OPINION | Do our artists have the balls to do a Childish Gambino in Mzansi?

11 May 2018 - 08:48 By kyle zeeman
Is Kwesta's 'Spirit' music video the closest thing we've had to a 'This is America' moment?
Is Kwesta's 'Spirit' music video the closest thing we've had to a 'This is America' moment?
Image: Vis Kwesta's Vevo

The world is going bonkers over Childish Gambino's This Is America music video - and they should be -  but how long will Mzansi wait until we have a video that hits the core of our society in the same way?

Mama, send us a sign.

Sure it was great to see Donald Glover (Childish Gambino's real name) break down in a young gwara gwara, but we can't sit on the sidelines watching American artists rip off the scabs of their own society and show what is not healing, while our own artists continue to talk h*es, Bentleys and getting turnt.

Don't get me wrong, there have always been "woke" musos like Phila Madlingozi, OBie Mavuso and Mo'Molemi, but there is a real need for the mainstream artists to speak out on more social issues through their music and videos.

Love him or hate him, Kanye West dropped a golden line during his recent single 'Ye vs The People, when he responded to the backlash over his political views.

Is it better if I rap about crack? Huh? 'Cause it's cultural?/ Or how about I'mma shoot you, or f*ck your bitch?/Or how about all this Gucci, 'cause I'm f*ckin' rich?

He may be on to something. The jar of "stunting on n*ggers" has just officially reached its expiry date, and as the need for people to speak up gets more pressing, so is the need for cultural icons like musicians to help lead the discourse. 

One of the artists who has tried to do that is Cassper Nyovest. His Fees Must Fall and June 16 themed music video for War Ready was a masterpiece for the culture.

The video for his latest single, Ksazobalit, also entered the debate on politics, this time over land reforms, with Cassper shown owning a farm and "getting the land back".'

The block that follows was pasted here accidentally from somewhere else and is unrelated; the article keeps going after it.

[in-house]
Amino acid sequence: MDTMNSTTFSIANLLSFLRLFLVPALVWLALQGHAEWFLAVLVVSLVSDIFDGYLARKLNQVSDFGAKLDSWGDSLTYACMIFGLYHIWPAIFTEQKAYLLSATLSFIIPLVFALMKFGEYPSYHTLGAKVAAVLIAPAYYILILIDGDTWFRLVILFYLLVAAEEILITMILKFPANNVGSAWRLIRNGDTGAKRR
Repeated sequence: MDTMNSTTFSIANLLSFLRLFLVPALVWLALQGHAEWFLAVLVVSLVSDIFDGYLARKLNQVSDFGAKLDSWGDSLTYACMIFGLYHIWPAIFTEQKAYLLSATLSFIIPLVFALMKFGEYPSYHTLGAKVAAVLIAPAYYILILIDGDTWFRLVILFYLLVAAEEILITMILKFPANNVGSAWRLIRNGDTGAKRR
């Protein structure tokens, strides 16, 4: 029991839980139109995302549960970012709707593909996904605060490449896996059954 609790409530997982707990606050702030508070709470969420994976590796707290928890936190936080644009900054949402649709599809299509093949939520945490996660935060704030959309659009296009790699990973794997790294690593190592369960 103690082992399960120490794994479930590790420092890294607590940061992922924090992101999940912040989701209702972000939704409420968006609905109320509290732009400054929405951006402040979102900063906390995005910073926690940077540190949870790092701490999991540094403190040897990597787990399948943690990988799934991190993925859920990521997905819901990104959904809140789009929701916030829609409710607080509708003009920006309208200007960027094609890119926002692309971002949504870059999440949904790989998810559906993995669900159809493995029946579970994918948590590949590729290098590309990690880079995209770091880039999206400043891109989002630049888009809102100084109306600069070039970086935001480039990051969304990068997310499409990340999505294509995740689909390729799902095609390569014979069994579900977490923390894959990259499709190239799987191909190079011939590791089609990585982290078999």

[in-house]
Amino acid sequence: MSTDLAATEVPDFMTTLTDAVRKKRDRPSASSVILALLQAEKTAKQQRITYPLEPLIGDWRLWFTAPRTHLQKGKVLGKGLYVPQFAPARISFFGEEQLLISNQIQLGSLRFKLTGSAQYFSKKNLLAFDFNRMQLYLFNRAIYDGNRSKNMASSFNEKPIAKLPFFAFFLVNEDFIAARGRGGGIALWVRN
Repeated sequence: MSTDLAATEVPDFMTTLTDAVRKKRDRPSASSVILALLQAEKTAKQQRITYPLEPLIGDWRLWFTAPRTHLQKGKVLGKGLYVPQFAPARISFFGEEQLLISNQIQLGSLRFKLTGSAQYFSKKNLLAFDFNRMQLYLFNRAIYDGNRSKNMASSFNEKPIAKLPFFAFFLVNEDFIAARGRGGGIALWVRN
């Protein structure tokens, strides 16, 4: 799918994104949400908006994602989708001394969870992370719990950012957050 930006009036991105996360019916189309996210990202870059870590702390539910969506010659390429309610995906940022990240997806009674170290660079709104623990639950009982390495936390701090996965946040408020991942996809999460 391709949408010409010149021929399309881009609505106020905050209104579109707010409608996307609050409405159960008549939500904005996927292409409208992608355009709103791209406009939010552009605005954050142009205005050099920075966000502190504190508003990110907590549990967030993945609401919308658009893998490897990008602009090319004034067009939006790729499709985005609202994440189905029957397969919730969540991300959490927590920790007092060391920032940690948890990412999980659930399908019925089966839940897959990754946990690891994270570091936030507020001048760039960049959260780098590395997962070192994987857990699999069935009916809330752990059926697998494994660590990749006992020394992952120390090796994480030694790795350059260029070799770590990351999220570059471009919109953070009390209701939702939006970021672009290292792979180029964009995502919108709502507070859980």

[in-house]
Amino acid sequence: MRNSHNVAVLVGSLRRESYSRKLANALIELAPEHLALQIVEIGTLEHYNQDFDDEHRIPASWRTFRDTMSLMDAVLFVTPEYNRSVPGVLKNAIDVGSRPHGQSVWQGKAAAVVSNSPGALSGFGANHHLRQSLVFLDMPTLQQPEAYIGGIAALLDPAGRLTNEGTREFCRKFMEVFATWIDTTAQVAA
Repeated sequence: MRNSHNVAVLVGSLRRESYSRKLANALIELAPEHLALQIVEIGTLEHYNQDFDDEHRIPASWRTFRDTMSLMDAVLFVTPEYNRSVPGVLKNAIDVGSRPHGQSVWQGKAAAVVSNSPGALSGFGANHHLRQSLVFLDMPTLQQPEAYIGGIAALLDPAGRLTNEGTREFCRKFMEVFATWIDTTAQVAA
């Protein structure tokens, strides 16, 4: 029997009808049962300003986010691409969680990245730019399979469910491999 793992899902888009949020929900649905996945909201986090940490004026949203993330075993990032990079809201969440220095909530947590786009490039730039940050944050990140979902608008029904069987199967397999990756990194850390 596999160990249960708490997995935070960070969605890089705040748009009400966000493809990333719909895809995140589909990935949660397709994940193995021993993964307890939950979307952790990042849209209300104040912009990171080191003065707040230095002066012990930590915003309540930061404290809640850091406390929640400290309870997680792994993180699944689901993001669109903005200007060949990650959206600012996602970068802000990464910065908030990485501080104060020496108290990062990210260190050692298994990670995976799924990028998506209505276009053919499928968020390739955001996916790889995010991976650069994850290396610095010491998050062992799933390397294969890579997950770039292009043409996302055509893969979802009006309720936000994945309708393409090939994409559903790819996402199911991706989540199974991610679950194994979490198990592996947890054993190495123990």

The video isn't deep, but if you scratch you can see the subtle messages about land ownership, struggles for equality and perceptions of wealth.

It has certainly got the country talking but, like War Ready, it is best appreciated with the sound off where the lyrics and beat don't distract. You see, as much as the videos are thought provocative, the lyrics don't match .

What we need is more immersive experiences like that given by Childish Gambino this past week, where the harsh realities spoken about in the lyrics are amplified by striking visuals

One of the first local guys to congratulate and stan over Cassper's latest music video was Kwesta, whose Spirit music video has probably come closest to reaching the perfect mix of lyric and video.

Not only do the lyrics contain commentary on life on the fringes of society, but it has a music video which expands on it with dozens of unique cultural references.

No wonder it is on 2.5 million views so far this year.

Shane Eagles and Freshlyground are just two other artists who have tried to comment on social issues in their latest singles. Shane Eagle shines the spotlight on everyday life in informal settlements in JULIA, while Freshlyground's Banana Republic laments the poisons of society.

But our next best hope to address the system could actually be rapper Reason.

He's dropped an absolute gem of a track in Azania, speaking about the hardships of society and inequality. In a recent interview he called it his "finest hour", but if he can complement the raw emotion of the song with a message to the system in his video, he may create the This Is America moment of South Africa.

We are living in an age where ideas can be openly challenged and the president can tell someone to "shut up" in Parliament, so why can't more of our artists pick up the baton and challenge the problems of our society in both music and videos?

Perhaps political connections have blunted the knife for some musicians, or maybe making more disposable music is more profitable?

But music is a time capsule for the ages to get a glimpse of how we lived, and our artists owe it to future generations to show them how we spoke out